Elder Zachary Brandon Brown
England Leeds Mission
Lister House, Lister Hill
England LS18 5AZ

Wednesday, March 19, 2014

Extra, Extra! (a letter in the mailbox!)

Hello Family :)  Thanks for the letters I've been getting from you!  I always enjoy reading what you send me, and I'm so grateful to have you as part of my life.  You're really the best.

To start, I of course have to respond to the letters you've sent.  In one letter you told me about the Superbowl, but I actually got to watch it on P-day at a member's house who recorded it.  It was a pretty lame one, probably the worst I've ever seen.  Ah well, what can you do?

I watched Frozen on P-day a couple weeks ago, which I think you all saw, right?  It was a pretty good film; I enjoyed it.  It had some really good messages, the characters were relatable, the music was well done and the animation was great.

Thank you for sending me the note from Grandma Brown and the pictures.  I really appreciate that.  I'm glad the funeral all went well enough as far as funerals are concerned, and I'm sad that I couldn't be there to show my love and respect for her.  I guess I'm just showing it a different way by being out here and serving the God who is taking care of her.

There are four of us in the flat now.  (Elders Williams, DeShazer, Frahm and I)  Elder Sindylek moved to a different one.  I am doing the planning and scheduling now.  I am learning to be a pretty effective planner.  We're of course not able to teach as much now because of travel time, but we've also been able to street contact some good people who want us to come and see them.  My daily planner is well used and fully organized, which is exactly as things need to be to have a successful day/week/mission.

I think I am finally at the point where I can say that I'm fully fluent in the language now.  The transition is hard to notice because I am constantly improving, and I can see that God has helped me.  It's not just with gospel terms either, thanks to the fact that I do a lot of translating for many different things.  This ranges from government forms to doctor's office visits to conversations with landlords and repairmen to old, very educated men giving rather difficult talks in sacrament meeting (quoting from medical professors and the suchlike).

Roma is the first language of the Slovak people I teach.  I've begun to dream in Roma and the other day I spoke with some Hungarians who didn't speak Slovak or English, but were gypsies and had the same base language of Roma.  I'm by no means fluent, but I'm getting there.  I can sometimes understand as much as 50% of what they say to each other in Roma, which is quite a lot considering that there's not a book written on how to speak Roma.  This understanding of their language has many benefits, but one big one happened just recently as we were walking up the hill home for the night.  A couple of younger men were walking toward us, and before we said anything to them, one called out "kaj dzas", which is Roma for "where are you going?"  He was just making a joke to himself, thinking that surely a couple of white guys wouldn't understand.  I, however, did understand, and answered his question as he passed by, saying we were going up.  Then I followed it up with asking him if he spoke Roma.  This guy was totally caught off guard by my being able to respond, and we stopped to talk for a bit.  He gave me his contact information and I'm excited to go and meet with him again.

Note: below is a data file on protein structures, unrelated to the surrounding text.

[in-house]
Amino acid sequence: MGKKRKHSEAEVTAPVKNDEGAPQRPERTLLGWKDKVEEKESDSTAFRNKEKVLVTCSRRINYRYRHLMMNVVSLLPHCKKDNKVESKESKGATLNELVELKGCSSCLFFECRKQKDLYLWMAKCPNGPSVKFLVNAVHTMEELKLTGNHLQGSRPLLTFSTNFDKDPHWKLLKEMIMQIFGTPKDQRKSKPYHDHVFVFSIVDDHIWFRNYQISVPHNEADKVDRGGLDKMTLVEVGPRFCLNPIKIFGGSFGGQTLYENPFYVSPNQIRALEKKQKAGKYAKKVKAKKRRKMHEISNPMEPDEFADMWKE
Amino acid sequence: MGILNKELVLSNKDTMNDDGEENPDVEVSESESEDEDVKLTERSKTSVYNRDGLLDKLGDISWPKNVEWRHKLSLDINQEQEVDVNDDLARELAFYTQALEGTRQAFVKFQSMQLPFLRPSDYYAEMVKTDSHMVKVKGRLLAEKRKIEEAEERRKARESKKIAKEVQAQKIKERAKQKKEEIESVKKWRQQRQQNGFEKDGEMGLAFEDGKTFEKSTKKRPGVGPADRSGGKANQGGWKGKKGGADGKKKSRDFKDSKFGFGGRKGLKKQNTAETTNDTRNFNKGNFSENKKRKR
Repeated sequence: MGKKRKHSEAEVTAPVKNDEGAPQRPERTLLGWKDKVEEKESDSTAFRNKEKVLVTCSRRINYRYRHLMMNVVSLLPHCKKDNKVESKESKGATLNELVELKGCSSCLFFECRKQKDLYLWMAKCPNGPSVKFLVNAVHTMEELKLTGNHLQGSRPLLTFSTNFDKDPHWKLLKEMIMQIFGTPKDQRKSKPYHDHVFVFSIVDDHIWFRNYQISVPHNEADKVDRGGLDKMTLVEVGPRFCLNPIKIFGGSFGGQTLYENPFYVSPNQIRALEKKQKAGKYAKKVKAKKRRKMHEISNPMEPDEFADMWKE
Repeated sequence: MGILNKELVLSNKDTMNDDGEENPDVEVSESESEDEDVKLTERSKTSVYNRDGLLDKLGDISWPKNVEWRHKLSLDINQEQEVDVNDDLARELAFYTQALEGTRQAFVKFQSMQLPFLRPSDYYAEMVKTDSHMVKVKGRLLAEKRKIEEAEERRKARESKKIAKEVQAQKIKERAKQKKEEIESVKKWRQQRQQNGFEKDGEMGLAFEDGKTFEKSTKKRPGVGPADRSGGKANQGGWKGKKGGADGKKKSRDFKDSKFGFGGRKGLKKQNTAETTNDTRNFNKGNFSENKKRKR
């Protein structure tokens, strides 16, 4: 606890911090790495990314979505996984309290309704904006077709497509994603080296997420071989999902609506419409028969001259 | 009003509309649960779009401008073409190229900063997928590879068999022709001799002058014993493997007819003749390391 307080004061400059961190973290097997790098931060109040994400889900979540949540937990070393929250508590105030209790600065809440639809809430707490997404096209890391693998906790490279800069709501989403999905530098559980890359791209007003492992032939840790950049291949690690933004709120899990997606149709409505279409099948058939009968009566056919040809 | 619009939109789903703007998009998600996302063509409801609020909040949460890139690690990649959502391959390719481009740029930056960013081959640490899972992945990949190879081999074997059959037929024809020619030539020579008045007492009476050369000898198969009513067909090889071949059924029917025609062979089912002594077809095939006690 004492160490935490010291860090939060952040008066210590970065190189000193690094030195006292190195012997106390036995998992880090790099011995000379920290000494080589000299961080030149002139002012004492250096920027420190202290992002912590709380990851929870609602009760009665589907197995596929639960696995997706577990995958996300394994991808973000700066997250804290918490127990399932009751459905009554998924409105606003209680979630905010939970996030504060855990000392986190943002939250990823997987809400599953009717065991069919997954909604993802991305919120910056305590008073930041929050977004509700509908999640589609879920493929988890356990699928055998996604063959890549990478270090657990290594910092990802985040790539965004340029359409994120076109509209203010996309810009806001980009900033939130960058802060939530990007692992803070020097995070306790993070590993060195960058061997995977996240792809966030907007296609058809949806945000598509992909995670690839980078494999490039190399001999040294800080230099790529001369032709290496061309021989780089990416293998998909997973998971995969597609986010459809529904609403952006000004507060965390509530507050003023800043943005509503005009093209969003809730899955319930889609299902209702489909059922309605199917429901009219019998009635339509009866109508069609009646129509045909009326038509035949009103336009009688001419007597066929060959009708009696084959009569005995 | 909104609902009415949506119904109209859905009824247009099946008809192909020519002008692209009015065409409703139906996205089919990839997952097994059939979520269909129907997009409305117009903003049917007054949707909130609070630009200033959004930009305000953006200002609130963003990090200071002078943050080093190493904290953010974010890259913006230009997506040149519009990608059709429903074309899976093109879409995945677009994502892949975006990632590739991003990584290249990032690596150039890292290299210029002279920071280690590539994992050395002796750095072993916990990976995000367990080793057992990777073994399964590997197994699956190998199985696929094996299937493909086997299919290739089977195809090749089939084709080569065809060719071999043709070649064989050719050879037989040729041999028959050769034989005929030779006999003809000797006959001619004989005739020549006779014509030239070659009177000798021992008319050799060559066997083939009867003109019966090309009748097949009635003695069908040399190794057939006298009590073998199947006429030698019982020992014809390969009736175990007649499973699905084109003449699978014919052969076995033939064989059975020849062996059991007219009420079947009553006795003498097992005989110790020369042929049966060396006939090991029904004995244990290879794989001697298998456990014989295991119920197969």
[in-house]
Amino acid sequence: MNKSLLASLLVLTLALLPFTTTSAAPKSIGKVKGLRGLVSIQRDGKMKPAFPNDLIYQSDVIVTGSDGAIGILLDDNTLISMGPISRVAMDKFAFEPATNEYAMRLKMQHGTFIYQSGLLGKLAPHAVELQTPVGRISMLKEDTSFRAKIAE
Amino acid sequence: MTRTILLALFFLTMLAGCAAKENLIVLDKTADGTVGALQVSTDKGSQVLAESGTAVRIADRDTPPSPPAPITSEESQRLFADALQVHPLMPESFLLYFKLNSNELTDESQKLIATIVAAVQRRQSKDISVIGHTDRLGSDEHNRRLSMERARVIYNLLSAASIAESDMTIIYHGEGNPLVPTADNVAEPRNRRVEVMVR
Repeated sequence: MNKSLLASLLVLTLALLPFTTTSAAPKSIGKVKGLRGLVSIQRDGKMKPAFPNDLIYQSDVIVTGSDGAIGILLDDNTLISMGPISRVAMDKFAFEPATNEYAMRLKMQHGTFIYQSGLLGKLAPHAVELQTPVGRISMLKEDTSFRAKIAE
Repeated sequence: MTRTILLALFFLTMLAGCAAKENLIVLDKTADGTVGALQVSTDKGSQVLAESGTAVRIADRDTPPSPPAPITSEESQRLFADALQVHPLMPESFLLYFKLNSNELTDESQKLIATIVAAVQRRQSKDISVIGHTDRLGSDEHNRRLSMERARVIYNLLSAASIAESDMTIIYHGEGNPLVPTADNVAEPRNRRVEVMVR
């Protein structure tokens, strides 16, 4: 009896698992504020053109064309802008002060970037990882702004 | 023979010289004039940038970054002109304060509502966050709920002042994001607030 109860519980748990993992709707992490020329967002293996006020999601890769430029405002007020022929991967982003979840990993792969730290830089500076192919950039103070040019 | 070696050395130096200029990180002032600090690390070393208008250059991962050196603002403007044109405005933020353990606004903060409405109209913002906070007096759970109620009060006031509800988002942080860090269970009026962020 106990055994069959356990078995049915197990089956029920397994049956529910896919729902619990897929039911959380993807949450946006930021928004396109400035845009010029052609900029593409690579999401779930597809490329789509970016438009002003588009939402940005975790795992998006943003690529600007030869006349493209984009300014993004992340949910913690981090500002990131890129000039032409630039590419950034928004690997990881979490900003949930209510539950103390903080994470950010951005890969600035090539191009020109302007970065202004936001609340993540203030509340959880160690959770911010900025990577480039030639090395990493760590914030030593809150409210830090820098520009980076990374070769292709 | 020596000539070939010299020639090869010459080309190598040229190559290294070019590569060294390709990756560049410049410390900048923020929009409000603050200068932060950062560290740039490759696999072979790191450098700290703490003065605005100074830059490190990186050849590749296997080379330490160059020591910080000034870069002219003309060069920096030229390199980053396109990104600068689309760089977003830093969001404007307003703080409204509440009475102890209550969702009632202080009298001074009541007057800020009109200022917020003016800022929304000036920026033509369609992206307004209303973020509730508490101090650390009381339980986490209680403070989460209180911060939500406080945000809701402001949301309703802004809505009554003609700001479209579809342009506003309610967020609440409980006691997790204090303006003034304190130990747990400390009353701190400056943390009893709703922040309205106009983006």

I also wanted to let you know that I'm having fun out here.  There are some really amusing things that happen fairly often (generally involving Elder Williams and DeShazer).  For example, at D's baptism when we got there the font was only half filled, so we had to fill it back up.  We couldn't figure out why the English speaking Elder's would have done that, seeing as they'd done it mulitple times before.  Brother Nettleship and Elders Williams and DeShazer went to look around and see if there was a problem somewhere, and there was.  They discovered that somehow the font was leaking and the basement below us was completely flooded with wather.  So while the baptismal service took it's course, the two of them wer downstairs bailing out water with plastic buckets in their white shirts and ties.  I thought it was pretty funny.  Also, recently, our beloved Flatscot, Mike Wazowski (the green punching balloon you sent me for Christmas) passed away.  We had quite a moving farewell service for him one night, which Elder Frahm recorded on my camera, but you won't get to see until I get home.  It was pretty funny, I must admit.  Elder Williams has also taken to writing almost poetry that nearly makes sense, which is always good for laughs at the end of every night.

Mom, you mentioned how the primary kids are learning "I Stand All Amazed" which I found really cool because our branch choir will be singing the Slovak version "Uzansuty Laskou" in stake conference March 23rd.  I'll be playing the piano for it just like you play it for the primary kids.  Cool, no?

I just wanted to finish by letting you all know how much I love you.  I'm out here doing what I'm doing because God has taken care of me through a wonderful family.  I tell people this all the time, and they feel it's truth and commend you.  Each of you mean so very much to me, and I love to hear from you about whatever you have to say, quite simply because it's from you.  You're each doing your very best, and it adds yet another line to the list of reasons why I should do the same.  When I'm giving my all, I can then see the blessings flow, and then I can testify to others that it works and they should do the same.  Keep sending your love because I feel it and it always brightens my day.  Here's my love to you too.  :)

All my love,
Elder Brown

No comments:

Post a Comment